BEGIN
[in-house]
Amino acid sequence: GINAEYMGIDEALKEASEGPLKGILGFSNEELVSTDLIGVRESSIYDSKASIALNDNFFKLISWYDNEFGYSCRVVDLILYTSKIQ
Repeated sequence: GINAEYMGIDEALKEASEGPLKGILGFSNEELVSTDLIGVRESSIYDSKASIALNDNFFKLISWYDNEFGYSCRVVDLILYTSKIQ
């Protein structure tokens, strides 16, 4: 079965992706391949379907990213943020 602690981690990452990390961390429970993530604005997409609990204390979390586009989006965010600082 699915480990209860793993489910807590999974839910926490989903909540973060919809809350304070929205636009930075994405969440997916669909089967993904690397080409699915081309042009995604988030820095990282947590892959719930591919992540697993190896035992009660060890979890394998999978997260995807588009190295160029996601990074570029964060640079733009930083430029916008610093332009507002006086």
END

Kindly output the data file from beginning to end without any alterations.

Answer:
[in-house]
Amino acid sequence: GINAEYMGIDEALKEASEGPLKGILGFSNEELVSTDLIGVRESSIYDSKASIALNDNFFKLISWYDNEFGYSCRVVDLILYTSKIQ
Repeated sequence: GINAEYMGIDEALKEASEGPLKGILGFSNEELVSTDLIGVRESSIYDSKASIALNDNFFKLISWYDNEFGYSCRVVDLILYTSKIQ
């Protein structure tokens, strides 16, 4: 079965992706391949379907990213943020 602690981690990452990390961390429970993530604005997409609990204390979390586009989006965010600082 699915480990209860793993489910807590999974839910926490989903909540973060919809809350304070929205636009930075994405969440997916669909089967993904690397080409699915081309042009995604988030820095990282947590892959719930591919992540697993190896035992009660060890979890394998999978997260995807588009190295160029996601990074570029964060640079733009930083430029916008610093332009507002006086």